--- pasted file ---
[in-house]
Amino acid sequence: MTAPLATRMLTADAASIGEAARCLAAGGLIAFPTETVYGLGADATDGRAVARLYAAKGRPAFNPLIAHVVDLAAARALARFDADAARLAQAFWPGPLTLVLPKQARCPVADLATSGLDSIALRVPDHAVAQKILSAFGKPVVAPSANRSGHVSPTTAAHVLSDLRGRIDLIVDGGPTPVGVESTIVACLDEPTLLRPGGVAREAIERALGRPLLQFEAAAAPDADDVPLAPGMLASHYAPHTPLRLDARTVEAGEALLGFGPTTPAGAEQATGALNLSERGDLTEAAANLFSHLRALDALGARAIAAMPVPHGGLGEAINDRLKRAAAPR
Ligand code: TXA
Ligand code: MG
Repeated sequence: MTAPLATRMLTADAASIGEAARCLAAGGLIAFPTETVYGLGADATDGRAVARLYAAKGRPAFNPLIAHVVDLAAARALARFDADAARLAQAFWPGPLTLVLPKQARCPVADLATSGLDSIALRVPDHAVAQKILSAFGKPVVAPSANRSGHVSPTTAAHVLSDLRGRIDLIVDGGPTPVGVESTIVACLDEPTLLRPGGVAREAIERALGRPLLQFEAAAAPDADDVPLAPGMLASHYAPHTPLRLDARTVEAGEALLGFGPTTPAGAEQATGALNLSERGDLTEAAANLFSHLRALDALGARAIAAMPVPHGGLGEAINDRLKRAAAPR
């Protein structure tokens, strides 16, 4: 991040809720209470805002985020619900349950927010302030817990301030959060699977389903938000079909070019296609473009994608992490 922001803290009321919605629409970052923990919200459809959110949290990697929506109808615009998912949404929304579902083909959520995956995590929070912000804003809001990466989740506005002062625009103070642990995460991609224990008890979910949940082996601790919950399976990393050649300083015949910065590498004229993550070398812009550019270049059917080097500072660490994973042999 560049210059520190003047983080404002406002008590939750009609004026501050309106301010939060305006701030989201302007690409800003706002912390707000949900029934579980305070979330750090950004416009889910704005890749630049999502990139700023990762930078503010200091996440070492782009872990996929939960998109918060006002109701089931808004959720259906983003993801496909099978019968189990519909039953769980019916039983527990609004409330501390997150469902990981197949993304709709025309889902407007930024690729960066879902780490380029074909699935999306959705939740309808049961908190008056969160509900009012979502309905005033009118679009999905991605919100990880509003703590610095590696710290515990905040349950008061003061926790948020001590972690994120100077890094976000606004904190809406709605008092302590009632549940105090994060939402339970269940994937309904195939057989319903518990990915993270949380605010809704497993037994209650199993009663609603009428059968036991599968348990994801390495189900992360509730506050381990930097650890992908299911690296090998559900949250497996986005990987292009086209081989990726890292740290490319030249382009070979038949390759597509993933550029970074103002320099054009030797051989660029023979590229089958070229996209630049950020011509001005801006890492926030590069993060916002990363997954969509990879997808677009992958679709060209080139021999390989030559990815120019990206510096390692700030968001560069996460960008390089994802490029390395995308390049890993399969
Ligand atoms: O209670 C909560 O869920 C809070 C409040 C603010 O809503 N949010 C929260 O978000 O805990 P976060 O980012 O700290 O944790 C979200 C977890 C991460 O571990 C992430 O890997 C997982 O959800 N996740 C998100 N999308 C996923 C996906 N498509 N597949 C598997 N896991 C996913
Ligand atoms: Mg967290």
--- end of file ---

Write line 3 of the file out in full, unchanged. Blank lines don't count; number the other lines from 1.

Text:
Ligand code: TXA